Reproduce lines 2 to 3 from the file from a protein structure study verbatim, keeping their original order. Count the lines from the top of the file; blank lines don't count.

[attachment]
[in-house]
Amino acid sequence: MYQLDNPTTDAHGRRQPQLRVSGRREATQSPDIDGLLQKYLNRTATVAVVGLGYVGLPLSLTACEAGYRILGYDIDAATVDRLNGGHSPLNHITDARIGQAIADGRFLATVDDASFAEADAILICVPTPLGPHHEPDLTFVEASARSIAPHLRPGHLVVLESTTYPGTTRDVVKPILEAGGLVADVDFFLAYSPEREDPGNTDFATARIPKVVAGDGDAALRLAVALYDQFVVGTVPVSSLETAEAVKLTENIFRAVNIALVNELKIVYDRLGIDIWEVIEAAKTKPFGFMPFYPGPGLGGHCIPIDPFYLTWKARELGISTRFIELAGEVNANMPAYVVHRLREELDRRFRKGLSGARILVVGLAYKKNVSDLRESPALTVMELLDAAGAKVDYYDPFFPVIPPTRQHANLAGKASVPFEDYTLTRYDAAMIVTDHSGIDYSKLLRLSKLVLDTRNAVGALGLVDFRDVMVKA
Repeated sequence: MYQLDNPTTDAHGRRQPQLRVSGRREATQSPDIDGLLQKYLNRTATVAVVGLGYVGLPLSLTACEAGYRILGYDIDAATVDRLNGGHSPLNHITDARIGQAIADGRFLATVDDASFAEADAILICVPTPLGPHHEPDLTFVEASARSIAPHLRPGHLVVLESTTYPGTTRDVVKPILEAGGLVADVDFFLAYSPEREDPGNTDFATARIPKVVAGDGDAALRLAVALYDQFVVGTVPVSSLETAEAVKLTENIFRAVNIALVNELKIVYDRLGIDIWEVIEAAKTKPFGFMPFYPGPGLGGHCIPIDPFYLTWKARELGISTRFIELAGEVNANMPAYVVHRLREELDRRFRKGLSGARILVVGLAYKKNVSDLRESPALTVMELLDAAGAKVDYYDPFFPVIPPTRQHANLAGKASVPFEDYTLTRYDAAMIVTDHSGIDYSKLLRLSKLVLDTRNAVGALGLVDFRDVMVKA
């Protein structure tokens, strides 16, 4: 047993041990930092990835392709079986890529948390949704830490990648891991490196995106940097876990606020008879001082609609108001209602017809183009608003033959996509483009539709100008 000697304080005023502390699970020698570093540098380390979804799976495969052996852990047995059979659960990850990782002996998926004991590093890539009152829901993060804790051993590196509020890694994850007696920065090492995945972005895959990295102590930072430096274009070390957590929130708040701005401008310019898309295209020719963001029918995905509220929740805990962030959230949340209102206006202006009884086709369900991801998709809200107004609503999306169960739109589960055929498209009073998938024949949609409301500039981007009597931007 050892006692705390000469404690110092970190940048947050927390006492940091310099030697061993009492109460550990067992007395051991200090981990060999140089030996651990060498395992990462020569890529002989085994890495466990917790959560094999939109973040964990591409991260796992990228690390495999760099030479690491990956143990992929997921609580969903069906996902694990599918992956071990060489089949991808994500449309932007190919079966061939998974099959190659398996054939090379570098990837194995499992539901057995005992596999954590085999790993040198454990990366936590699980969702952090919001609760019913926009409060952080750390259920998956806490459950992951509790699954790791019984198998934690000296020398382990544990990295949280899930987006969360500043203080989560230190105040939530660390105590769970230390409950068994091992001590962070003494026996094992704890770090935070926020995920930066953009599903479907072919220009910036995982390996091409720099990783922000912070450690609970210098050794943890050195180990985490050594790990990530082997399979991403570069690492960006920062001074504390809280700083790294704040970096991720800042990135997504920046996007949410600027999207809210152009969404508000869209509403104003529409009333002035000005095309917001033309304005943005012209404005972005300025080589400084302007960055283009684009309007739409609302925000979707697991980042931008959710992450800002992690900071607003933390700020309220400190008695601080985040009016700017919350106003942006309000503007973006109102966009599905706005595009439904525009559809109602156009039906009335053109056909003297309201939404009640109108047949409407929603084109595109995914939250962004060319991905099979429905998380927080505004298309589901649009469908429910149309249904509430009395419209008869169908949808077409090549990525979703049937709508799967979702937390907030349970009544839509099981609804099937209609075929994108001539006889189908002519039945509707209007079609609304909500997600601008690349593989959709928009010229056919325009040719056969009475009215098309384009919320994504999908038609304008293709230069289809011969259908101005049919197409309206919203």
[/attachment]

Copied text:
Amino acid sequence: MYQLDNPTTDAHGRRQPQLRVSGRREATQSPDIDGLLQKYLNRTATVAVVGLGYVGLPLSLTACEAGYRILGYDIDAATVDRLNGGHSPLNHITDARIGQAIADGRFLATVDDASFAEADAILICVPTPLGPHHEPDLTFVEASARSIAPHLRPGHLVVLESTTYPGTTRDVVKPILEAGGLVADVDFFLAYSPEREDPGNTDFATARIPKVVAGDGDAALRLAVALYDQFVVGTVPVSSLETAEAVKLTENIFRAVNIALVNELKIVYDRLGIDIWEVIEAAKTKPFGFMPFYPGPGLGGHCIPIDPFYLTWKARELGISTRFIELAGEVNANMPAYVVHRLREELDRRFRKGLSGARILVVGLAYKKNVSDLRESPALTVMELLDAAGAKVDYYDPFFPVIPPTRQHANLAGKASVPFEDYTLTRYDAAMIVTDHSGIDYSKLLRLSKLVLDTRNAVGALGLVDFRDVMVKA
Repeated sequence: MYQLDNPTTDAHGRRQPQLRVSGRREATQSPDIDGLLQKYLNRTATVAVVGLGYVGLPLSLTACEAGYRILGYDIDAATVDRLNGGHSPLNHITDARIGQAIADGRFLATVDDASFAEADAILICVPTPLGPHHEPDLTFVEASARSIAPHLRPGHLVVLESTTYPGTTRDVVKPILEAGGLVADVDFFLAYSPEREDPGNTDFATARIPKVVAGDGDAALRLAVALYDQFVVGTVPVSSLETAEAVKLTENIFRAVNIALVNELKIVYDRLGIDIWEVIEAAKTKPFGFMPFYPGPGLGGHCIPIDPFYLTWKARELGISTRFIELAGEVNANMPAYVVHRLREELDRRFRKGLSGARILVVGLAYKKNVSDLRESPALTVMELLDAAGAKVDYYDPFFPVIPPTRQHANLAGKASVPFEDYTLTRYDAAMIVTDHSGIDYSKLLRLSKLVLDTRNAVGALGLVDFRDVMVKA